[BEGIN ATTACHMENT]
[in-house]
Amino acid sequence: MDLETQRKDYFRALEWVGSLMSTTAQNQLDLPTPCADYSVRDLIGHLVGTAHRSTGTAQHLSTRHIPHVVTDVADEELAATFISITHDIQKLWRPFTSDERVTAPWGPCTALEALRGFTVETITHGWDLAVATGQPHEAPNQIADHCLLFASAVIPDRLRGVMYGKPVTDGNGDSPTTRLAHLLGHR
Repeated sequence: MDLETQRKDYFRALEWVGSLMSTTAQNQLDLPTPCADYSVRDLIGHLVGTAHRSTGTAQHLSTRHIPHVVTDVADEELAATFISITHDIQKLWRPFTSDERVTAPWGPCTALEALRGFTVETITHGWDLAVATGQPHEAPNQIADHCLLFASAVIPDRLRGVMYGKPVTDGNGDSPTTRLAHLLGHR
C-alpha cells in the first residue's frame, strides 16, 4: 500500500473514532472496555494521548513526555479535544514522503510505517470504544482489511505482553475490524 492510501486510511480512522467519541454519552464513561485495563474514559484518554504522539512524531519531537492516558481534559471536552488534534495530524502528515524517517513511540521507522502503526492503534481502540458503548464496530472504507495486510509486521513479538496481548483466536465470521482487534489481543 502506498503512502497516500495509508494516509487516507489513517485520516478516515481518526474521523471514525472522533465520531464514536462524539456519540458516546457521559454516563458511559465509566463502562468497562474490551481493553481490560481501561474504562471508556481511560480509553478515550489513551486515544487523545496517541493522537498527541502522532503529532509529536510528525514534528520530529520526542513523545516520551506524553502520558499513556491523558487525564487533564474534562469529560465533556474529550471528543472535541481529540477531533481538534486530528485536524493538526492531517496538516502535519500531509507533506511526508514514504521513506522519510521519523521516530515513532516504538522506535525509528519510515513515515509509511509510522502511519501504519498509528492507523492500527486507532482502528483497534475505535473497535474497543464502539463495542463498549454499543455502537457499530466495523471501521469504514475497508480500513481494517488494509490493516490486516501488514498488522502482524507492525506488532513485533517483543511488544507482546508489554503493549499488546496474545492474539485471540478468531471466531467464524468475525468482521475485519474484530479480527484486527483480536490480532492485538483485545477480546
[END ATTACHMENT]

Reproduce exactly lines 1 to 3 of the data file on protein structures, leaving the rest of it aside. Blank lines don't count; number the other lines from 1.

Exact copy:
[in-house]
Amino acid sequence: MDLETQRKDYFRALEWVGSLMSTTAQNQLDLPTPCADYSVRDLIGHLVGTAHRSTGTAQHLSTRHIPHVVTDVADEELAATFISITHDIQKLWRPFTSDERVTAPWGPCTALEALRGFTVETITHGWDLAVATGQPHEAPNQIADHCLLFASAVIPDRLRGVMYGKPVTDGNGDSPTTRLAHLLGHR
Repeated sequence: MDLETQRKDYFRALEWVGSLMSTTAQNQLDLPTPCADYSVRDLIGHLVGTAHRSTGTAQHLSTRHIPHVVTDVADEELAATFISITHDIQKLWRPFTSDERVTAPWGPCTALEALRGFTVETITHGWDLAVATGQPHEAPNQIADHCLLFASAVIPDRLRGVMYGKPVTDGNGDSPTTRLAHLLGHR